Global environmental challenges
In an effort that could help avoid conflicts between wind energy developers and environmentalists, the United States Department of the Interior this week released a map that identifies breeding densities of the imperiled sage-grouse in 11 Western states.
The chicken-sized bird with a white breast and a plumage of brown, black and white feathers is dependent on a sage-brush habitat that also is favored by developers of wind farms in high-wind areas of the Western United States.
“This map and initiative will help advance our collaborative efforts with states and stakeholders to develop smart policy to enhance the sustainability of our sage-grouse populations,” Interior Secretary Ken Salazar said in a statement. “The final map will give Interior a strong foundation to identify land uses that do not compromise areas that are so critical to the greater sage-grouse.”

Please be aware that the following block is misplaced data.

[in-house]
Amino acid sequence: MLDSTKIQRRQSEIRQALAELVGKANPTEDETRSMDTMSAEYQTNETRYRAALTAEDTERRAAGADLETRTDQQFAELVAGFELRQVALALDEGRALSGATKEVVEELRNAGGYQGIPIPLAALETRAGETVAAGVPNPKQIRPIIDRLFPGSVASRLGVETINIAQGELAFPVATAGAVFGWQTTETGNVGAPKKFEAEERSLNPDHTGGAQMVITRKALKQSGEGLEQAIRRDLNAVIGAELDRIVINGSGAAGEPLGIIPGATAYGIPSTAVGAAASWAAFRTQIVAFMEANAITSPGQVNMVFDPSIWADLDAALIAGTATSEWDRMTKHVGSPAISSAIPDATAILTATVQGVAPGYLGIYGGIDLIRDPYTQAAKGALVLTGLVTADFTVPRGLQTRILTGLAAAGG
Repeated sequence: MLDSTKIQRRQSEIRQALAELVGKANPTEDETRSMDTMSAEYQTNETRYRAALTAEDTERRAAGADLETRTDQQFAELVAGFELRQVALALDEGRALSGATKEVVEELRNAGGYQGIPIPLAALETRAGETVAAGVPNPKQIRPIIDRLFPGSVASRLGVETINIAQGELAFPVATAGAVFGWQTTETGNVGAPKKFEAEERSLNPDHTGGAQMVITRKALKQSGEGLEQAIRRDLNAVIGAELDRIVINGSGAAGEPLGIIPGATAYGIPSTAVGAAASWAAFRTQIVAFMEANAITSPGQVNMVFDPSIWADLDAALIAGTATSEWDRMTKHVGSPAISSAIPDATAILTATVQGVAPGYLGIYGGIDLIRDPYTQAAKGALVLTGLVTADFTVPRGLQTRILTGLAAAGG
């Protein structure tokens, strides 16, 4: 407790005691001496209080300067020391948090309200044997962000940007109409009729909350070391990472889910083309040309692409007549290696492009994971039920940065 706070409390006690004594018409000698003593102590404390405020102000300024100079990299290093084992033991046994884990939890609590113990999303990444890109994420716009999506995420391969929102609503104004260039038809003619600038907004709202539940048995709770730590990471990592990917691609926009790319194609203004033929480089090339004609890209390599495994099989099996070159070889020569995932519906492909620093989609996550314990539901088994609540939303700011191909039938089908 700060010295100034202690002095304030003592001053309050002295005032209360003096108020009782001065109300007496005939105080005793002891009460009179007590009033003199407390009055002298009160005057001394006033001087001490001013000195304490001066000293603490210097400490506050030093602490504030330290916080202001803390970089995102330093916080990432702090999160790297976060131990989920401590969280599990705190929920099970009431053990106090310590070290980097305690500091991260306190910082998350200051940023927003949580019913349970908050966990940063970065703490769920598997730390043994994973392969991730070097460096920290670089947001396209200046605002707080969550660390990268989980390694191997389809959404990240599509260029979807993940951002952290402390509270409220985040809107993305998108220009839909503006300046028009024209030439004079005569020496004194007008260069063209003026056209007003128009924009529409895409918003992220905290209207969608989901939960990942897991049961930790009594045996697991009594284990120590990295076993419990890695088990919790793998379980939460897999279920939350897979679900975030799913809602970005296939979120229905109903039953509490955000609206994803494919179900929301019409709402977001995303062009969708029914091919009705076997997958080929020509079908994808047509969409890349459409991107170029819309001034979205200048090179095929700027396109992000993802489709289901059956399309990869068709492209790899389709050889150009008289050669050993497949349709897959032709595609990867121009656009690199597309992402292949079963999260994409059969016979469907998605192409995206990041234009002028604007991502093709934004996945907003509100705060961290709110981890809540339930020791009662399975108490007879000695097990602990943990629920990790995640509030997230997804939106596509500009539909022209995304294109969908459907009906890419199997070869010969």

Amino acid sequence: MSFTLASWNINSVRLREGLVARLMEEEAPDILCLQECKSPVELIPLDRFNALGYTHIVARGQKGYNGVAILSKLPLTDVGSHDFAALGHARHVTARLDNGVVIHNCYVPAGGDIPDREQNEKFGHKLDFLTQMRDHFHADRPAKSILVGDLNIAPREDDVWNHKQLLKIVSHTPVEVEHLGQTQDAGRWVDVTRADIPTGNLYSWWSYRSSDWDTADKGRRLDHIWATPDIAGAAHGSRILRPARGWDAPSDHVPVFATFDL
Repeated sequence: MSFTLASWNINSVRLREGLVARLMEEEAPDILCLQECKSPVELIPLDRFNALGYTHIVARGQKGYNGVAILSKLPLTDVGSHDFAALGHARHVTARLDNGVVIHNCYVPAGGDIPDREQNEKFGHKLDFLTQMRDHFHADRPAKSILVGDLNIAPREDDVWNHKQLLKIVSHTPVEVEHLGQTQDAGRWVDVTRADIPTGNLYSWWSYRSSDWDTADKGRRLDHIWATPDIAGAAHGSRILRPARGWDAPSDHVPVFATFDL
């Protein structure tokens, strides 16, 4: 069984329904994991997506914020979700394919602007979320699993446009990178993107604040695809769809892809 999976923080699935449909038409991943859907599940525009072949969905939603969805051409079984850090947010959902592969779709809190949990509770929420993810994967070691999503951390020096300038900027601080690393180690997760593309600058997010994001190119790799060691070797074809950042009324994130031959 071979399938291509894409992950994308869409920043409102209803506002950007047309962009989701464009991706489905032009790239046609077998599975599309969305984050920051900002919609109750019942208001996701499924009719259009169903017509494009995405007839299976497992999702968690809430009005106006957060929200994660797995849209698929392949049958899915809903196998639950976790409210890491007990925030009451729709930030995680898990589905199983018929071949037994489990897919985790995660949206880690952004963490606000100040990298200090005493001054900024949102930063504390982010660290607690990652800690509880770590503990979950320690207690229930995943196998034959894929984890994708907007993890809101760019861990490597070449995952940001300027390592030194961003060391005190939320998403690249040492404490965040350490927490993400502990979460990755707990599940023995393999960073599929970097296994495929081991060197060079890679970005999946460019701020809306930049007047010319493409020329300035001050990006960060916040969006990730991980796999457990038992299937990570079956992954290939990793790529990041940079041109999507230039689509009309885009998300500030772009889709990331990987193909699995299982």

Development of all kinds has taken a toll on the ground-dwelling sage-grouse and environmental groups petitioned the federal government to put the bird on the endangered species list. In March, the U.S. Fish and Wildlife Service concluded that protection of the sage-grouse was warranted but that the bird would not be listed due to the need to protect other species first.
CARBON, Wyoming – They used to mine coal in the abandoned town of Carbon. Now this patch of southern Wyoming is a battleground in the debate over what many hope will be the clean energy source of the future: wind power.
At the heart of the dispute are plans to build a network of wind farms in the American West that conservationists fear could disrupt threatened habitat such as sage brush, a dwindling piece of the region’s fragile ecosystem.